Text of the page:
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Can there be a 0 byte size class or struct to wrap a ref

P: n/a
Is there anyway to write a class or struct that has no storage. It
only operates on a reference to an already existing type.

This is actually an extension to another thread. The thread went a
little off of what I was looking for. Hence this new thread.

Thanks,
ThazKool

Oct 20 '05 #1
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3 Replies


P: n/a

"ThazKool" <Ch**********@gmail.com> wrote in message
news:11**********************@g49g2000cwa.googlegr oups.com...
Is there anyway to write a class or struct that has no storage.
If you mean "can an object have zero size", the answer
is no.
It
only operates on a reference to an already existing type.

This is actually an extension to another thread. The thread went a
little off of what I was looking for. Hence this new thread.


Why do you need an object with no size?

-Mike
Oct 20 '05 #2

P: n/a
ThazKool wrote:
Is there anyway to write a class or struct that has no storage. It
only operates on a reference to an already existing type.


You can only have a reference to an existing object not type.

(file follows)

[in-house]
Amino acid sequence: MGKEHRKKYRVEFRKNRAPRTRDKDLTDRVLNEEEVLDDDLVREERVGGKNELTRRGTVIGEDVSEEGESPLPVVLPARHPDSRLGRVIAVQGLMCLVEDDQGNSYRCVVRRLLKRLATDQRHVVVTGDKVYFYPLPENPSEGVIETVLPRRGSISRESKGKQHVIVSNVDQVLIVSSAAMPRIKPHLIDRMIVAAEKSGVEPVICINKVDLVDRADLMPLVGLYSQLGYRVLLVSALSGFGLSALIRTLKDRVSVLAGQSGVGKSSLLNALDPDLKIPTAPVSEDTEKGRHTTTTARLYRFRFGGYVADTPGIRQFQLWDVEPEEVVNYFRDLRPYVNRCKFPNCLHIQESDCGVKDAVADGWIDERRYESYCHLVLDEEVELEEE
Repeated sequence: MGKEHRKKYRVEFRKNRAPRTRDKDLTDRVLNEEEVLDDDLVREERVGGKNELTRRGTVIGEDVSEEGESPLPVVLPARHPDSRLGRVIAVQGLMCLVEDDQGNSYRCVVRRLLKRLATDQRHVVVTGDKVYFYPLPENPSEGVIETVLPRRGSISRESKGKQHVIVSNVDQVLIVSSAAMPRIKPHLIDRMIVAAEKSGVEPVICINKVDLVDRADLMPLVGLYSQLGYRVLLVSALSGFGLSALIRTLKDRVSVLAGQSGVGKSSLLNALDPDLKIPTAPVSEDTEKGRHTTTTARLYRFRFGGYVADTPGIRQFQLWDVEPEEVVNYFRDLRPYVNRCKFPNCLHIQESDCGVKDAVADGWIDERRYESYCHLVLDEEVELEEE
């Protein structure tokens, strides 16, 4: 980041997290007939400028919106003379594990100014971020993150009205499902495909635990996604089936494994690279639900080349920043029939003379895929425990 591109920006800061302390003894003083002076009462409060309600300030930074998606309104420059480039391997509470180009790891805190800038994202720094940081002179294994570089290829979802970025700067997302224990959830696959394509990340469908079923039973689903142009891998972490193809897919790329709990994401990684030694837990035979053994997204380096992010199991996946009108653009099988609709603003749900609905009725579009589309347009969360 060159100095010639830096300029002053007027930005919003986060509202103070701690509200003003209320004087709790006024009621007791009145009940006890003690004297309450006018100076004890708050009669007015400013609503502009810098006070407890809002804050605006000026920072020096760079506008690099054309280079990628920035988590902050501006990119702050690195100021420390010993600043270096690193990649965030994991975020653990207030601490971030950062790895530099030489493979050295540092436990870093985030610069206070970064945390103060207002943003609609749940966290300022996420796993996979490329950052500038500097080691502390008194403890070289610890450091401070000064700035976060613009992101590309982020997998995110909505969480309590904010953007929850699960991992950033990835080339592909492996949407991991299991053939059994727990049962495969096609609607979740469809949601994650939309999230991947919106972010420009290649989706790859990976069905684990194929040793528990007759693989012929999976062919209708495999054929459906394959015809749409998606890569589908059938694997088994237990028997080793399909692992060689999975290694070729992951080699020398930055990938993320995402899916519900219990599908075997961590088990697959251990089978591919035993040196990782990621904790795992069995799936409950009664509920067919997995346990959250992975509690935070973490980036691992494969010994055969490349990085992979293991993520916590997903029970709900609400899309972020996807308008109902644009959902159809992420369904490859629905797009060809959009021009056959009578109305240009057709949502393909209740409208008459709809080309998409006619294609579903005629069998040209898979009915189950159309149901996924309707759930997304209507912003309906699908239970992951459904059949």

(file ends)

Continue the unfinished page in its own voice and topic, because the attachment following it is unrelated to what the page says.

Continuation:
In a class that had a reference to an existing object I would expect
that class to have a size the same as a class with a pointer to an
existing object. In any case the size will not be zero, most likely it
will be four.

No type has a size of zero, but there is something called empty base
class optimization which can mean that one class does not add to the
size of another class when used as a base class, but that is not
relevant to your question.

john
Oct 20 '05 #3

P: n/a

John Harrison 写道:
ThazKool wrote:
Is there anyway to write a class or struct that has no storage. It
only operates on a reference to an already existing type.


You can only have a reference to an existing object not type.

In a class that had a reference to an existing object I would expect
that class to have a size the same as a class with a pointer to an
existing object. In any case the size will not be zero, most likely it
will be four.

No type has a size of zero, but there is something called empty base
class optimization which can mean that one class does not add to the
size of another class when used as a base class, but that is not
relevant to your question.

john


In addition, the empty base class optimization may not be supported by
some compiler.
However,even if the compiler supports the feature your base class will
also has its size. but another derived class sets as an empty one will
not need extra space to store.
for example:

class empty{
typedef int INT;
};
// suppose the size of this base class is N
class another : public empty{
};
// the size of this class is also N

But if a class is derived from more than one empty classes and there
are inherit relationship among this classes, the empty class
optimizatino will not work.
for example:

class three: public empty{
};
// the size of this class is N
class four: public three,another{
};
// more than N

Oct 20 '05 #4

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